Averting Gridlock

Strategies for Reducing Civil Delay in the Los Angeles Superior Court

by James S. Kakalik, Molly Selvin, Nicholas M. Pace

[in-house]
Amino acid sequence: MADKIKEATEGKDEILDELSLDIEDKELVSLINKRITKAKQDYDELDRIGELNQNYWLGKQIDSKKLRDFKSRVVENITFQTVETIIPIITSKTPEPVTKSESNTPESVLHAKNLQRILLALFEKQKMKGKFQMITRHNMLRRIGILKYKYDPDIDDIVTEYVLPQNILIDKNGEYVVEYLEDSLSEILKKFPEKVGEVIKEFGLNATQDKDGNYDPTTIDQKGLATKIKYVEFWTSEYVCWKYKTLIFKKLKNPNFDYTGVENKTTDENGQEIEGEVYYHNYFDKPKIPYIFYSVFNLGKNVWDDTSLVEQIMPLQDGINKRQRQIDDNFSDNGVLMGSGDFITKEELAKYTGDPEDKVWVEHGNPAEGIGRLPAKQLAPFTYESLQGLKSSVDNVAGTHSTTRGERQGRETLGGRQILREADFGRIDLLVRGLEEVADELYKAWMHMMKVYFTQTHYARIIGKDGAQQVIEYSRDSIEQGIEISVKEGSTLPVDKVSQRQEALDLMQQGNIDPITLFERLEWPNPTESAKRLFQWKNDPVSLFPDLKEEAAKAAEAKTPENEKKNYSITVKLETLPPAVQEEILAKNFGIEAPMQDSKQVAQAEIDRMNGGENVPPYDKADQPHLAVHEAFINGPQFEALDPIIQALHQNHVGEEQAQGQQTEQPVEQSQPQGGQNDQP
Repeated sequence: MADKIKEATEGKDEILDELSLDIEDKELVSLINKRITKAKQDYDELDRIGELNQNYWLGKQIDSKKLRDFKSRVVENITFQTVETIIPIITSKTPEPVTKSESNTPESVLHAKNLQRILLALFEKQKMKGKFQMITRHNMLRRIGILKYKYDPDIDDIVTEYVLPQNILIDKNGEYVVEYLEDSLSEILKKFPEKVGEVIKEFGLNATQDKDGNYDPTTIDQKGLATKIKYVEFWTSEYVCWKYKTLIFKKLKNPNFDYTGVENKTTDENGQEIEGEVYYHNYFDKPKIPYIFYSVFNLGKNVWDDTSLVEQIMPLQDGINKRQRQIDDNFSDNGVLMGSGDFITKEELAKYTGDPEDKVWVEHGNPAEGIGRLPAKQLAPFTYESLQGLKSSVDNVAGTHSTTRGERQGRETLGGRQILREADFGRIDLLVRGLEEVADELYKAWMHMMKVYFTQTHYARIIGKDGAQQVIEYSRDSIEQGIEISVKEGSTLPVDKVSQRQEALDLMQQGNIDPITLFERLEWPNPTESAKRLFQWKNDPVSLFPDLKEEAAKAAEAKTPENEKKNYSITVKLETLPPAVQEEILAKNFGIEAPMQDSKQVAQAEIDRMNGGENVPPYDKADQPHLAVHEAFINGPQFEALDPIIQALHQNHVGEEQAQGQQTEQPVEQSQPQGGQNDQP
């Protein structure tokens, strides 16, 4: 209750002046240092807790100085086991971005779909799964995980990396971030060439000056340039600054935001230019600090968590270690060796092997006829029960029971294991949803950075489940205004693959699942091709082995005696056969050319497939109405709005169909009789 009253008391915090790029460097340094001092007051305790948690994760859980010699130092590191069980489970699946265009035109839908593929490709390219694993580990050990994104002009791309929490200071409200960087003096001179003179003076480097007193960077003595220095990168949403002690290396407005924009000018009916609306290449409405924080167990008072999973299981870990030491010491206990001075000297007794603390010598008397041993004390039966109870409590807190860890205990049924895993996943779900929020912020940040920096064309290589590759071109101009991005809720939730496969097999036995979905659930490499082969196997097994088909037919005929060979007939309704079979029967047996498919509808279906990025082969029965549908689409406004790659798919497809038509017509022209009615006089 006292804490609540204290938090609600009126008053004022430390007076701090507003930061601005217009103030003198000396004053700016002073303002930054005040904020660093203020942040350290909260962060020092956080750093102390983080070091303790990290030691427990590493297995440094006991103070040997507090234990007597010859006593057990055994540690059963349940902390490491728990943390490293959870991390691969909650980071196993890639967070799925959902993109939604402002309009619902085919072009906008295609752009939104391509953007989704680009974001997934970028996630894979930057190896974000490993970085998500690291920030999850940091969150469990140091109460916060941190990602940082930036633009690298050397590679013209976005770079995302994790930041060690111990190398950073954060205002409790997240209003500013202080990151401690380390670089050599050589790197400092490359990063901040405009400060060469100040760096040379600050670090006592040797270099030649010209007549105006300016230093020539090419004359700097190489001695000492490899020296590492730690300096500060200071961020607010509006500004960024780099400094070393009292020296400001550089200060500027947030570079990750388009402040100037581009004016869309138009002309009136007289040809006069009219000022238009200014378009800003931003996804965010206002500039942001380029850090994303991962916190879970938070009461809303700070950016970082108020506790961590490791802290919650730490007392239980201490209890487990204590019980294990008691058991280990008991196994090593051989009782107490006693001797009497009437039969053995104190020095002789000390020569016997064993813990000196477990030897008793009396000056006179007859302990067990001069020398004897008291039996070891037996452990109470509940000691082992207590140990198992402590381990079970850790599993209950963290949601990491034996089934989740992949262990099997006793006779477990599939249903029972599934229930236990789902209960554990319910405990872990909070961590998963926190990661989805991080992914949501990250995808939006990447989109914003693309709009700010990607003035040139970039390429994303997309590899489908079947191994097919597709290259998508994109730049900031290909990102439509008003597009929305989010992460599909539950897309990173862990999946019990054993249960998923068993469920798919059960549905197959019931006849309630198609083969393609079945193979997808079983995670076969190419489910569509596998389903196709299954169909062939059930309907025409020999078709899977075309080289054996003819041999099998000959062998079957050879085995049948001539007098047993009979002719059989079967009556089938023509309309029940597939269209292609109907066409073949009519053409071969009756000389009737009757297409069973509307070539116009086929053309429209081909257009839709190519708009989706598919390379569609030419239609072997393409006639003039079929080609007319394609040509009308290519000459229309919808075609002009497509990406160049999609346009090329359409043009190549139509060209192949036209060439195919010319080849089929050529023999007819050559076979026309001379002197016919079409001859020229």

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Delay in the disposition of civil cases in the Los Angeles Superior Court is a severe problem. Litigants who want a jury trial must now typically wait five years from the time they file their cases for the trials to begin. Time to disposition is much longer in Los Angeles than in the typical urban court and much longer than the two-year time standard. Court judges and administrators have long recognized the delay problem and have been working hard to find ways to speed the disposition of civil cases. Despite their efforts, the delay problem has persisted and has worsened in recent years. This analysis explored the major possible explanations for the current long times to disposition in the Los Angeles Superior Court. The authors show that the causes of civil delay are multiple and complex, but largely result from three factors: the demand for court services exceeds the supply of judicial officers; the court could manage individual cases and court personnel more effectively; and litigants and their lawyers are, in some instances, delaying the disposition of cases.

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